However, for these kind of projects to be successful they need the marketing support of those organizations which are at the forefront of promoting eco-tourism. It seems the organisations do a good job at implementing projects but a poor job at marketing them to the general public.

Regarding gorillas, I feel there is tendency by the governments to exploit them. Recently Uganda habituated another gorilla family for the purpose of increasing tourism revenue. Instead they should be thinking of increasing the permit fees to increase revenue and restrict numbers. If there are only 600 mountain gorillas left in the wild, surely people would be prepared to pay $500 (double what is charged now) to see them.

Regarding Masai Mara/Amboseli, these have been overexploited by tour operators, governments and local politicians pretending to represent local communties. As a result there are now too many camps and tourists in rather small areas but equally worrying is that the local communities have benefited very little. The issue is complex and requires political will to resolve it but the political will is lacking.

Tanzania suffers from similar overexploitation of wildlife - just look at Ngorongoro. However, they can reverse that easily by increasing the park fee at Ngorongoro to $200 per day for half-day viewing only and then focusing on their underexploited reserves such as Serengeti, Selous, Ruhaha.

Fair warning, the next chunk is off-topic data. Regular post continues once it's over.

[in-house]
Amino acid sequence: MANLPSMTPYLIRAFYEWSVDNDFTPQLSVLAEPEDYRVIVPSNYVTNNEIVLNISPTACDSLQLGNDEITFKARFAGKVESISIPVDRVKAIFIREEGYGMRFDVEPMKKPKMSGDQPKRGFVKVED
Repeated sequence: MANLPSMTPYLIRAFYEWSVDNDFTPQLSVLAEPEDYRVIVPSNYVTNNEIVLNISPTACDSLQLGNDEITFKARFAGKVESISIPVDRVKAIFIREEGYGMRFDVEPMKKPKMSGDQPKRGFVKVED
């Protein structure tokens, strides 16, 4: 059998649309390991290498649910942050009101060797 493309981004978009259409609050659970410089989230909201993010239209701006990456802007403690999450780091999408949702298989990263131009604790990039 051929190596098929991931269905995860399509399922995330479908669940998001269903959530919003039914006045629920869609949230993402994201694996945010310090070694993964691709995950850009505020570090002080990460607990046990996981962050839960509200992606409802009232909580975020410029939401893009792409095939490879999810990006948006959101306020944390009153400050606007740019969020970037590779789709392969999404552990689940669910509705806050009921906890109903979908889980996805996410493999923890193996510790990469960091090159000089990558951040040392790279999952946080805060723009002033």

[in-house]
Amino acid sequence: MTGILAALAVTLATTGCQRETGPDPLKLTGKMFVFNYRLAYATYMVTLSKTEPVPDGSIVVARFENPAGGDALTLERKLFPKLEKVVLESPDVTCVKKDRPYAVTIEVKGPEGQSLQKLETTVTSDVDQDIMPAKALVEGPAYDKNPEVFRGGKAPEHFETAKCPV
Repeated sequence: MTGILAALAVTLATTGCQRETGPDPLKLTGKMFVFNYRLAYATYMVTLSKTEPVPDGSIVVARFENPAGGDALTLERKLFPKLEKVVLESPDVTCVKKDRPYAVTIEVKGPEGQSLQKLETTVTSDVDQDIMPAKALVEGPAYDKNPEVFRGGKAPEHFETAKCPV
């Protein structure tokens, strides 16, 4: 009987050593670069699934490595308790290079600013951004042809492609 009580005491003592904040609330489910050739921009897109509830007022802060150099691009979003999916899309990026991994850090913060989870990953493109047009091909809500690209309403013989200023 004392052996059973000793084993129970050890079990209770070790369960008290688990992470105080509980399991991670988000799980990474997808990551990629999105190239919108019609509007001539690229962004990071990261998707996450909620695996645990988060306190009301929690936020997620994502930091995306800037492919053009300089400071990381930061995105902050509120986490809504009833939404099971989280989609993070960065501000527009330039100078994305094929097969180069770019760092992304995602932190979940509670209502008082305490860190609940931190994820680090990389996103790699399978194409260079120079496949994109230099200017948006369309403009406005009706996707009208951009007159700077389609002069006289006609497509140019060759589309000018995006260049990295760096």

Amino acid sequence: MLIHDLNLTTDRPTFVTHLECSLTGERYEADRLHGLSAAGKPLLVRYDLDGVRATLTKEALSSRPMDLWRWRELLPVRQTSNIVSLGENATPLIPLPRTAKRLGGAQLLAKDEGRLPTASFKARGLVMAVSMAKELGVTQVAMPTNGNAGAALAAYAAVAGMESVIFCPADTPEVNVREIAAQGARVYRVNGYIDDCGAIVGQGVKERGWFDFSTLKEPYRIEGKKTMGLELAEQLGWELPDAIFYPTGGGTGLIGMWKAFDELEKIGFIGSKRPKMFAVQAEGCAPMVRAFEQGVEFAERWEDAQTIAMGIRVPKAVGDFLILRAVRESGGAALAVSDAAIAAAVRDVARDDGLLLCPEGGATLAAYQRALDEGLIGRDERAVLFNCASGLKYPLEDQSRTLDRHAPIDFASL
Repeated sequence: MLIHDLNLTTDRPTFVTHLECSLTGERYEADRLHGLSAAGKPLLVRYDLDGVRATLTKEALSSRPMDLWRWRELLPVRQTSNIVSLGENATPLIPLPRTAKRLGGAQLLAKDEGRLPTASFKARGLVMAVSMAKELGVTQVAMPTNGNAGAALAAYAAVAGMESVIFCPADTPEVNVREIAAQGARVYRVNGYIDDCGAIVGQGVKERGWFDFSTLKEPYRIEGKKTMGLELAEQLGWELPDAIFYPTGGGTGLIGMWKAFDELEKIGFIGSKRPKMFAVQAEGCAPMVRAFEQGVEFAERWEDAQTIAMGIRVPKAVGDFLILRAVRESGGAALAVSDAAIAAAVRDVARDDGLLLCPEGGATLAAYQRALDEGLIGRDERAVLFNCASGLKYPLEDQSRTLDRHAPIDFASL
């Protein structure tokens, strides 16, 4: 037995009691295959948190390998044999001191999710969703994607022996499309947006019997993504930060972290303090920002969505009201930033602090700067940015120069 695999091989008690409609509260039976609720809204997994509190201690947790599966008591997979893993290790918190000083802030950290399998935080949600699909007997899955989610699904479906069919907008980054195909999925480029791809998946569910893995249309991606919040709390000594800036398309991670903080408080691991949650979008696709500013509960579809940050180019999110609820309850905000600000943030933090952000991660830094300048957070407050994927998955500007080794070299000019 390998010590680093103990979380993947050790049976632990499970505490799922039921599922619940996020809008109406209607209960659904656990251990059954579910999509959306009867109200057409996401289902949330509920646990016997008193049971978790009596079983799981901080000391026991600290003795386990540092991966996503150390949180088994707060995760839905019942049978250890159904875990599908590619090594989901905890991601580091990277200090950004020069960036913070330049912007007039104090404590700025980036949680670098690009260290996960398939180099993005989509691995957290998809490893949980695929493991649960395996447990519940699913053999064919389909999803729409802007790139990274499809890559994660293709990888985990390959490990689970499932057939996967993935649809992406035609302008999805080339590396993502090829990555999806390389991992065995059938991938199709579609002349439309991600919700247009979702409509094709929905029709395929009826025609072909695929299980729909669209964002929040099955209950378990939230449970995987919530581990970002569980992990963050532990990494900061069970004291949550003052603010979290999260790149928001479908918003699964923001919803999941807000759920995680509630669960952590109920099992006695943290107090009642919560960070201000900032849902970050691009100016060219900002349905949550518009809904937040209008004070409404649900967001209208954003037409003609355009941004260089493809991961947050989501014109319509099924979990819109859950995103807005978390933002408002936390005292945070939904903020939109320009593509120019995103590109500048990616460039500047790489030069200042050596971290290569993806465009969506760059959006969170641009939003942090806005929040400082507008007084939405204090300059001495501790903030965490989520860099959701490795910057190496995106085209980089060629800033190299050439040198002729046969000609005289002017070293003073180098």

What is required is political will that is bound to upset tour operators and camp owners but in the longrun will benefit the wildlife and the local communities with higher revenues.

There are pockets of hope however in Il Ngwesi and Laikipia area of Kenya. Here the politicians have been kept at bay and private enterprise has taken the role of conservation,wildlife management and tourism and the results are pleasing. This it seems should be the way ahead in Africa.

Botswana seems to be heading in that direction but even there the Bushmen have been driven from their lands (could it be by diamond companies working closely with the government?)and put into protected settlements which are now exploited by the tour companies. Their fate is similar to that of the aboriginies - the loss of their ancient homelands has led to breakup of social structures, subsequently increase in lawlessness, drunkeness and in the end terrible rejection by the exploiting society.

Politicians and profits will always win unless the travelling public gets smarter and begins supporting the worthy eco-tourism projects. A Kitemark to guide them in the right direction will certainly help. But more important is that the projects receive the right amount of publicity and marketing help to lure travellers in the right direction. Perhaps this forum at Fodors can serve as a springboard.

Thank you Kavey for bringing the article to our attention